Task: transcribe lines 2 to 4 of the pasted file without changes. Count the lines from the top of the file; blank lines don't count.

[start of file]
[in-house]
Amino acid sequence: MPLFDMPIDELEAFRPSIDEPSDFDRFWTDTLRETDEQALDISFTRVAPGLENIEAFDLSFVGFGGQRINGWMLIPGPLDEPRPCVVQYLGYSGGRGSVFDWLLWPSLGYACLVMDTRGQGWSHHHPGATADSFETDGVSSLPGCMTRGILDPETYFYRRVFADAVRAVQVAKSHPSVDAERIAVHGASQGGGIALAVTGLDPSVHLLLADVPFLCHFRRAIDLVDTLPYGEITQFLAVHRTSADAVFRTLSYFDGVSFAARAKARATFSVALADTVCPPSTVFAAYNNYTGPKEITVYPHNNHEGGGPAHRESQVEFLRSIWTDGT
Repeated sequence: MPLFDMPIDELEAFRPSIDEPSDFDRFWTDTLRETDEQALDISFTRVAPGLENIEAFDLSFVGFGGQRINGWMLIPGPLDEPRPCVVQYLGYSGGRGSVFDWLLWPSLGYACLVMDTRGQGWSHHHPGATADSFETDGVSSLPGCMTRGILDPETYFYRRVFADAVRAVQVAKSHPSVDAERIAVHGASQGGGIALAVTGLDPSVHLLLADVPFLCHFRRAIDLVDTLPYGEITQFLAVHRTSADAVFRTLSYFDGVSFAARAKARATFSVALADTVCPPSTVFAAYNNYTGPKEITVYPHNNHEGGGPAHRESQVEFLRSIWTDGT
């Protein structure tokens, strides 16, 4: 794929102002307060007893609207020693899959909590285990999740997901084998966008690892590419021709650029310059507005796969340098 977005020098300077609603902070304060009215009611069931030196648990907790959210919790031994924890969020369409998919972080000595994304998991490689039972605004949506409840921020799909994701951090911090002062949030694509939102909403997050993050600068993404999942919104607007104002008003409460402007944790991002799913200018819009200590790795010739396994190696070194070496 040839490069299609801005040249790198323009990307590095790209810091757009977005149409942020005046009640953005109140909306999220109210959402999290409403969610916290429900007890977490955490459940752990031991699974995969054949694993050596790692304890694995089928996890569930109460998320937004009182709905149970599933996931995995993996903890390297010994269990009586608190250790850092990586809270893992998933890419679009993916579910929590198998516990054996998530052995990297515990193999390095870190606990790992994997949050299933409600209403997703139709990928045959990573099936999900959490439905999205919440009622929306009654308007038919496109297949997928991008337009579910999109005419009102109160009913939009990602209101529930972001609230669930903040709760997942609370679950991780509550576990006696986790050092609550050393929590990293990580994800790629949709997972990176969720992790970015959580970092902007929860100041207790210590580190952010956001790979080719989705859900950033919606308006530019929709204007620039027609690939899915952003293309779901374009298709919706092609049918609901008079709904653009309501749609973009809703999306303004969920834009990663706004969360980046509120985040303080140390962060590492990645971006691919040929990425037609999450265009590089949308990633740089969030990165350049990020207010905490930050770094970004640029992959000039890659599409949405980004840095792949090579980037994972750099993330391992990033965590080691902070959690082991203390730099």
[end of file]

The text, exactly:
Amino acid sequence: MPLFDMPIDELEAFRPSIDEPSDFDRFWTDTLRETDEQALDISFTRVAPGLENIEAFDLSFVGFGGQRINGWMLIPGPLDEPRPCVVQYLGYSGGRGSVFDWLLWPSLGYACLVMDTRGQGWSHHHPGATADSFETDGVSSLPGCMTRGILDPETYFYRRVFADAVRAVQVAKSHPSVDAERIAVHGASQGGGIALAVTGLDPSVHLLLADVPFLCHFRRAIDLVDTLPYGEITQFLAVHRTSADAVFRTLSYFDGVSFAARAKARATFSVALADTVCPPSTVFAAYNNYTGPKEITVYPHNNHEGGGPAHRESQVEFLRSIWTDGT
Repeated sequence: MPLFDMPIDELEAFRPSIDEPSDFDRFWTDTLRETDEQALDISFTRVAPGLENIEAFDLSFVGFGGQRINGWMLIPGPLDEPRPCVVQYLGYSGGRGSVFDWLLWPSLGYACLVMDTRGQGWSHHHPGATADSFETDGVSSLPGCMTRGILDPETYFYRRVFADAVRAVQVAKSHPSVDAERIAVHGASQGGGIALAVTGLDPSVHLLLADVPFLCHFRRAIDLVDTLPYGEITQFLAVHRTSADAVFRTLSYFDGVSFAARAKARATFSVALADTVCPPSTVFAAYNNYTGPKEITVYPHNNHEGGGPAHRESQVEFLRSIWTDGT
């Protein structure tokens, strides 16, 4: 794929102002307060007893609207020693899959909590285990999740997901084998966008690892590419021709650029310059507005796969340098 977005020098300077609603902070304060009215009611069931030196648990907790959210919790031994924890969020369409998919972080000595994304998991490689039972605004949506409840921020799909994701951090911090002062949030694509939102909403997050993050600068993404999942919104607007104002008003409460402007944790991002799913200018819009200590790795010739396994190696070194070496 040839490069299609801005040249790198323009990307590095790209810091757009977005149409942020005046009640953005109140909306999220109210959402999290409403969610916290429900007890977490955490459940752990031991699974995969054949694993050596790692304890694995089928996890569930109460998320937004009182709905149970599933996931995995993996903890390297010994269990009586608190250790850092990586809270893992998933890419679009993916579910929590198998516990054996998530052995990297515990193999390095870190606990790992994997949050299933409600209403997703139709990928045959990573099936999900959490439905999205919440009622929306009654308007038919496109297949997928991008337009579910999109005419009102109160009913939009990602209101529930972001609230669930903040709760997942609370679950991780509550576990006696986790050092609550050393929590990293990580994800790629949709997972990176969720992790970015959580970092902007929860100041207790210590580190952010956001790979080719989705859900950033919606308006530019929709204007620039027609690939899915952003293309779901374009298709919706092609049918609901008079709904653009309501749609973009809703999306303004969920834009990663706004969360980046509120985040303080140390962060590492990645971006691919040929990425037609999450265009590089949308990633740089969030990165350049990020207010905490930050770094970004640029992959000039890659599409949405980004840095792949090579980037994972750099993330391992990033965590080691902070959690082991203390730099």